New Realism in Ties With Moscow
Soviet red tape and hard-currency shortages limit scope of economic cooperation with West. WEST GERMANY: DOING BUSINESS WITH SOVIETS
WHEN the Soviet Union invited West German businesses to help develop the mineral-rich Kola Peninsula last year, they expected a capitalist stampede. It never came.
Buried in the fine print of Moscow's proposal was the requirement that Western investors band together in a consortium - so profitable projects could cover for others expected to loose money.
``That's the kind of thinking German companies just won't accept,'' says Henning Aretz, former head of the Ost-Ausschuss, a West German industry committee that represents about 400 firms interested in doing business with the East bloc.
The episode illustrates the hard-nosed realism behind West Germany's burgeoning economic ties to the Soviet Union.
Even in the age of perestroika, Moscow's ambitious economic reform program, many West German business leaders complain about the restrictions they face when trying to do business with the East. For example, Soviet managers still have trouble getting hard currency to buy West German goods and Soviet red tape often hinders even the most straightforward joint ventures.
Such problems - together with the inherent weaknesses of the Soviet economy - are expected to limit the scope of Soviet-West German economic cooperation for years to come.
``We don't think the Eastern markets can be looked at very strategically,'' says Eberhard Posner, a spokesman for Siemens, the West German electronics giant that recently clinched a deal to sell more than 200,000 personal computers to the Soviets. ``The long-term potential is big, but the real number of projects they can pay for is very small.''
West Germany is by far Moscow's largest trading partner in the West. West Germany's total imports and exports with the Soviets last year amounted to $8 billion - equal to that of the United States, France, and Britain combined. West Germans also hold the lion's share of joint ventures with the Soviets - over 70 of the some 380 now under way.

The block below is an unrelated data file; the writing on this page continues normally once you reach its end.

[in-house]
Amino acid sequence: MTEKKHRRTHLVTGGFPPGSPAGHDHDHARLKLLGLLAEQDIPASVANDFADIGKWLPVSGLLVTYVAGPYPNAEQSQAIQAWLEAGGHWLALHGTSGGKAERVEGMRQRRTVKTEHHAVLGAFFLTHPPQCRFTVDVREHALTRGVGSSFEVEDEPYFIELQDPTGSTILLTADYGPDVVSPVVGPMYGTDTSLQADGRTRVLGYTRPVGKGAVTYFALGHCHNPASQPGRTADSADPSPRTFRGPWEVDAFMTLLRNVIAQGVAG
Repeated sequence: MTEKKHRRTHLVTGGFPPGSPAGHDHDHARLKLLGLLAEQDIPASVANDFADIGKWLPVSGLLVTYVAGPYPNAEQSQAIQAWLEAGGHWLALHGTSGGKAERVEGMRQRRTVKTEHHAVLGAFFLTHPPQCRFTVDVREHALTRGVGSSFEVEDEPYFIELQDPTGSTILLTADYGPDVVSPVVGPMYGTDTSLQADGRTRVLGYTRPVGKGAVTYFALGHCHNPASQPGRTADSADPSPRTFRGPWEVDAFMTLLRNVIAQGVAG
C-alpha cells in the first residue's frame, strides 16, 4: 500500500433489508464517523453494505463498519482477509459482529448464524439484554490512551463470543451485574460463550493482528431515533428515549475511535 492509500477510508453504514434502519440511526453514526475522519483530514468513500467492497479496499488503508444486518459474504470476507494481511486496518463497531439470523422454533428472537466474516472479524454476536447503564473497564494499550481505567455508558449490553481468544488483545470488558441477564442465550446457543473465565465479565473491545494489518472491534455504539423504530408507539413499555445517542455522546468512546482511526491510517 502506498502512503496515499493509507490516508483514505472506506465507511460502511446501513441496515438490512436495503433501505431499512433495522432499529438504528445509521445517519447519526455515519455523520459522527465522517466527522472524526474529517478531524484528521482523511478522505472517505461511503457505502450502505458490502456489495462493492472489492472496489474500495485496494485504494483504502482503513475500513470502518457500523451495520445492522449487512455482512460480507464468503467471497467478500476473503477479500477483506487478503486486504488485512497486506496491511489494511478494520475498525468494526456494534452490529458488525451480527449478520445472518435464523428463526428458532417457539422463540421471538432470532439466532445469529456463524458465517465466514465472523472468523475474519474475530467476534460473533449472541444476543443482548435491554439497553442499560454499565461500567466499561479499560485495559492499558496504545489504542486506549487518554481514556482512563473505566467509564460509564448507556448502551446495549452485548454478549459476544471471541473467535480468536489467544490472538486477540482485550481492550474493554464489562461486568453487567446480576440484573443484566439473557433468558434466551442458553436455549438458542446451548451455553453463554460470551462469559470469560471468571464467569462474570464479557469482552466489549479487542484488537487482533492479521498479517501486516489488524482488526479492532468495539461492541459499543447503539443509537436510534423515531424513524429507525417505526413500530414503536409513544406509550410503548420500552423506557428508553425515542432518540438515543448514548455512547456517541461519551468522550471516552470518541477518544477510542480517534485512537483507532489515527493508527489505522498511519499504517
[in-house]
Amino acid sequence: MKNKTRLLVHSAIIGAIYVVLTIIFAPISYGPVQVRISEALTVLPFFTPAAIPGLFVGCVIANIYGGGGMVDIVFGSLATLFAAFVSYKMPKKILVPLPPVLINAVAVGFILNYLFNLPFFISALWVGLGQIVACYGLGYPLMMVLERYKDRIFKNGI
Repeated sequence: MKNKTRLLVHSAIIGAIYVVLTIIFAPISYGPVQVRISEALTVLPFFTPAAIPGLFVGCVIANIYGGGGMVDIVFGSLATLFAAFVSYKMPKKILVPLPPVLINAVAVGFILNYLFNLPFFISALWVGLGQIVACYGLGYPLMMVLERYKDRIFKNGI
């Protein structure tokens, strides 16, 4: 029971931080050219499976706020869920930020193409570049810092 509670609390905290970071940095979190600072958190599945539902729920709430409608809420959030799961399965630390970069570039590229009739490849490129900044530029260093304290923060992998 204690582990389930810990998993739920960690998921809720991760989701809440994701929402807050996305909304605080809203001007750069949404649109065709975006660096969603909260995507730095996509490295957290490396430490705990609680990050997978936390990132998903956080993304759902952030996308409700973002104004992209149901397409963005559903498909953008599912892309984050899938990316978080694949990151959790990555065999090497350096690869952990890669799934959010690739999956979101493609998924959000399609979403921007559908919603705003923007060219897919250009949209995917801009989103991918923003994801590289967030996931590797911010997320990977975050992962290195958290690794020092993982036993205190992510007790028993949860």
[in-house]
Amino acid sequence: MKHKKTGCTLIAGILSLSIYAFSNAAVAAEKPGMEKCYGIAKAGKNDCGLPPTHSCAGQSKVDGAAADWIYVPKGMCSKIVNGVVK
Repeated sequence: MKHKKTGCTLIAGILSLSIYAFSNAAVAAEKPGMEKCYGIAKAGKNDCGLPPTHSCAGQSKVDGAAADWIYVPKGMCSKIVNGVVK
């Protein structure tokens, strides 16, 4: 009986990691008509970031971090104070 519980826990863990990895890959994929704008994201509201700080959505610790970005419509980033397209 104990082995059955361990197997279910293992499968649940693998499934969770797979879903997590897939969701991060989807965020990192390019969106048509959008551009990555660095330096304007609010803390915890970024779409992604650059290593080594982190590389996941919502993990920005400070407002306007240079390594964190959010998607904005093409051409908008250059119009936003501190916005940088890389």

Some West German businesses have already established a strong foothold. Salamander, the West German shoe company, has two joint ventures in the Soviet Union producing leather shoes for the Soviet market, and it can't keep pace with growing demand. Liebherr, an engineering firm, has a joint venture in Odessa building mobile cranes - including a model that is supposed to be built using the scrapped launching vehicles of Soviet SS-20 nuclear missiles.
But despite such successes, average West German investment in joint ventures is modest, while trade with the Soviets amounts to only 1.6 percent of West Germany's total foreign trade.
SPEAKING to West German businessmen during his visit to West Germany earlier this month, Soviet leader Mikhail Gorbachev blasted the trade figures - dubbing them ``ridiculously low'' for two giant economies that are virtual neighbors.
Mr. Gorbachev admitted that a ``lack of clarity'' in Soviet business regulations is part of the problem. During his visit to Bonn, the Soviet leader signed an agreement protecting West German investments from nationalization. He also pledged to push for more streamlining in the Soviet system.